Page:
Randy Noblitt, PhD

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Randy Noblitt, formerly an Air Force clinical psychologist, is a Professor of Clinical Psychology at Alliant International University in Los Angeles where he teaches ethics, adult interventions, and a fourth year advanced clinical elective, Trauma and Dissociation.

His main clinical and scholarly interest is in ritual abuse and dissociation. He is the principal author of Cult and Ritual Abuse: Narratives, Evidence, and Healing Approaches, now in its third edition (Praeger, 2014), and also co-edited Ritual Abuse in the Twenty-First Century: Psychological, Forensic, Social, and Political Considerations, (Robert Reed, 2008).

Along with a team of dedicated colleagues, Dr. Noblitt hosts a dissociative disorders study group at the Los Angeles campus of Alliant International University that is open to other helping professionals and students.

The Quote

Things are not always what they seem to be. And they are not always what we expect them to be.
Randy Noblitt

What Led to the Specialization of Trauma?

Randy fell into the field of trauma by accident. He shares an early story of his experience as an air force psychologist working at an air base in England with the belief that trauma and dissociation was rare. However, a young male client came to Randy and explained to him what Randy would later understand to be ritual abuse. It wasn’t until years later when Randy was in private practice and began seeing clients actually dissociate in session that he realized trauma and dissociation weren’t as rare as he’d been taught to believe.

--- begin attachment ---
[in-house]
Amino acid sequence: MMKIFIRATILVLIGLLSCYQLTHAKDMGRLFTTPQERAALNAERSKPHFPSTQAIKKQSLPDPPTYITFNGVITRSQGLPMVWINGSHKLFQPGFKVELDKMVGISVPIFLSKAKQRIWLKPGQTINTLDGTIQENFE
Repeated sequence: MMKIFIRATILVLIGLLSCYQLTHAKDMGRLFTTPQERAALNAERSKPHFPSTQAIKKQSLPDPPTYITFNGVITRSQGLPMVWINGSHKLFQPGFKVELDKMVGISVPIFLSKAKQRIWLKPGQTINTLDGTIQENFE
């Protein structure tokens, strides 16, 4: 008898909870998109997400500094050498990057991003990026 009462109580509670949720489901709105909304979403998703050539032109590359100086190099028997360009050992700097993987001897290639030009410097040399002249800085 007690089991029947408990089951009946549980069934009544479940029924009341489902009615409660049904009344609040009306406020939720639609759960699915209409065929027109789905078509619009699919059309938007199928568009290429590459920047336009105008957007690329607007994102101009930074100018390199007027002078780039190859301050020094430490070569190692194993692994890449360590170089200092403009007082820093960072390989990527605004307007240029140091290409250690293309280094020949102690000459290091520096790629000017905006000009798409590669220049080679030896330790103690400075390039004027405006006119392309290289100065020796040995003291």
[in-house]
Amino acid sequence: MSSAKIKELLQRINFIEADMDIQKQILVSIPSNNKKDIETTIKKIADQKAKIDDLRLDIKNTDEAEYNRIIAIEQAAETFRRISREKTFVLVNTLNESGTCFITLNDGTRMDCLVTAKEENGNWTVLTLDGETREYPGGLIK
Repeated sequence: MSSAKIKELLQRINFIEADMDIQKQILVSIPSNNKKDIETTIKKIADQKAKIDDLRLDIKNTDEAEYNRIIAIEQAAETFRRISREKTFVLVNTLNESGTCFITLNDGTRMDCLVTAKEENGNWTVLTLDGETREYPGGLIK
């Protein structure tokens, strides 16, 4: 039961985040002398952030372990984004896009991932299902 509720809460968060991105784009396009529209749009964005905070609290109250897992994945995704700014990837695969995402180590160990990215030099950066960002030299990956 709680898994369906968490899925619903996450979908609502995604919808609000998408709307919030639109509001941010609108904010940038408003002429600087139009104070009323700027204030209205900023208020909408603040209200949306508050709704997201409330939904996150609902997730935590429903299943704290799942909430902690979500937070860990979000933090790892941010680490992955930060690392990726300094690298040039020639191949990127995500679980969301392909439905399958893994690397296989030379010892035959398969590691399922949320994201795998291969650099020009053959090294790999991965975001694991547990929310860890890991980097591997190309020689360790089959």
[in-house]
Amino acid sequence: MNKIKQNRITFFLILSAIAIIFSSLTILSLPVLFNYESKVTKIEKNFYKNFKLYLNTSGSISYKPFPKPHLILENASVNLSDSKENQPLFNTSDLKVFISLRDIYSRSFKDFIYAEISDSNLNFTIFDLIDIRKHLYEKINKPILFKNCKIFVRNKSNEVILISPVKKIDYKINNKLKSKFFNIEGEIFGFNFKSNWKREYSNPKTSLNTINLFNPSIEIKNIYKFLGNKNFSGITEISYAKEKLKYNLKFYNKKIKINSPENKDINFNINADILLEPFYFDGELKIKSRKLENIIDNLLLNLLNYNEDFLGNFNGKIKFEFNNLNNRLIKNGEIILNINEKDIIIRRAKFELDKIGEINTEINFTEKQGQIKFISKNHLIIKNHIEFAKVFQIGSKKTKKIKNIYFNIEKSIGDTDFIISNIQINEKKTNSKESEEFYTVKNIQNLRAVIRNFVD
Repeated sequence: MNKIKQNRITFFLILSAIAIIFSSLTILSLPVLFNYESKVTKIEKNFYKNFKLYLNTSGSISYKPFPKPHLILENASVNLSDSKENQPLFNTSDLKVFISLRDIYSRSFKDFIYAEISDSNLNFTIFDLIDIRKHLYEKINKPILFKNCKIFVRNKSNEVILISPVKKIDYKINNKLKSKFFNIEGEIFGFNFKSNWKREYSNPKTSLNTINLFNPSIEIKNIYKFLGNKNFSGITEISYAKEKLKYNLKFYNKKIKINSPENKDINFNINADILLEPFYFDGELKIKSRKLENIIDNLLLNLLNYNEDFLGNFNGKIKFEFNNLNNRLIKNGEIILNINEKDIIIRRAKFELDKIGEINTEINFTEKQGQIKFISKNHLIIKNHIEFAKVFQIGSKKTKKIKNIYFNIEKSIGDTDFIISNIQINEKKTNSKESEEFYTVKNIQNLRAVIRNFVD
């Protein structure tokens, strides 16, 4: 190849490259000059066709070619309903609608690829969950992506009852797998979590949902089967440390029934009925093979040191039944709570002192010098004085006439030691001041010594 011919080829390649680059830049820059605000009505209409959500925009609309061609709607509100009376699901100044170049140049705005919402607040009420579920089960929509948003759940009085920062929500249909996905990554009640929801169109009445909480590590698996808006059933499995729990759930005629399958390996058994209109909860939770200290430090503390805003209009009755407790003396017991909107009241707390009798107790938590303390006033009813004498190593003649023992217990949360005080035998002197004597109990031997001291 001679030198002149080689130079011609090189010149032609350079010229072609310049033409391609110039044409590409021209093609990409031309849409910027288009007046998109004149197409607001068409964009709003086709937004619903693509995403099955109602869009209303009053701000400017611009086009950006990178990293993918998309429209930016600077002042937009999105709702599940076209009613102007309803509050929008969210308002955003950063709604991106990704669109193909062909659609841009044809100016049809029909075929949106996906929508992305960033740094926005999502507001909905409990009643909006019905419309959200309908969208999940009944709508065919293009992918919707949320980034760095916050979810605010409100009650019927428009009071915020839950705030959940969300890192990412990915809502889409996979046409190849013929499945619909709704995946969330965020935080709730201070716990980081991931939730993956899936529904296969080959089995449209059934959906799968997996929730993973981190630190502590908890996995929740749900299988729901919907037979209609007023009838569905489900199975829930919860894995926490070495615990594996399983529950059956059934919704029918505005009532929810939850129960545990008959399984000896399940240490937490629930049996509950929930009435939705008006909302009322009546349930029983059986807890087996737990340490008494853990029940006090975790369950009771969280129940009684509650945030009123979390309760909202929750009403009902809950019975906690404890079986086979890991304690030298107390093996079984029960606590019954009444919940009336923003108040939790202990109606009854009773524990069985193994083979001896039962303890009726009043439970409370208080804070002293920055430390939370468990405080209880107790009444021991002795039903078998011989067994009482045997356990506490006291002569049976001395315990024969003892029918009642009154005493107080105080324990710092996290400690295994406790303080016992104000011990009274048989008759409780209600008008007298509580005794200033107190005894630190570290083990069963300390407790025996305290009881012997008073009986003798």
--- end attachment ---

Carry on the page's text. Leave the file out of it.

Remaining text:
A Crucial Early Mistake

When Randy was beginning his education the prevailing thought of the times was that trauma and dissociation were infrequent occurences. This attitude and bias during Randy’s earlier time in his career interfered with his ability to connect with his clients.

Randy’s Why

There’s so much abuse that can be seen if we’re open to it that it can be overwhelming. We have a duty to be open to the trauma that our clients have faced.

Also, it’s very gratifying to work with clients who have profound limitations in their lives and to see them begin to function again.

Randy’s advice

  • Have an open mind and look at the vastness of trauma.
  • And don’t write off any particular area of trauma until you’ve worked with a client who presents with those particular symptoms and/or you’ve reviewed that specific literature in the field.

Randy’s go-to books

Interview Links

  • Randy’s Alliant email: [email protected]
  • [email protected]
  • Randy will be conducting a workshop on Accessing Dissociated Mental States on his campus on Saturday April 4, 2015. This workshop has been peer reviewed and approved for four continuing education credits. For information contact Randy at: [email protected]
Beck Gee-Cohen, MA LADC
Cathy Malchiodi, PhD

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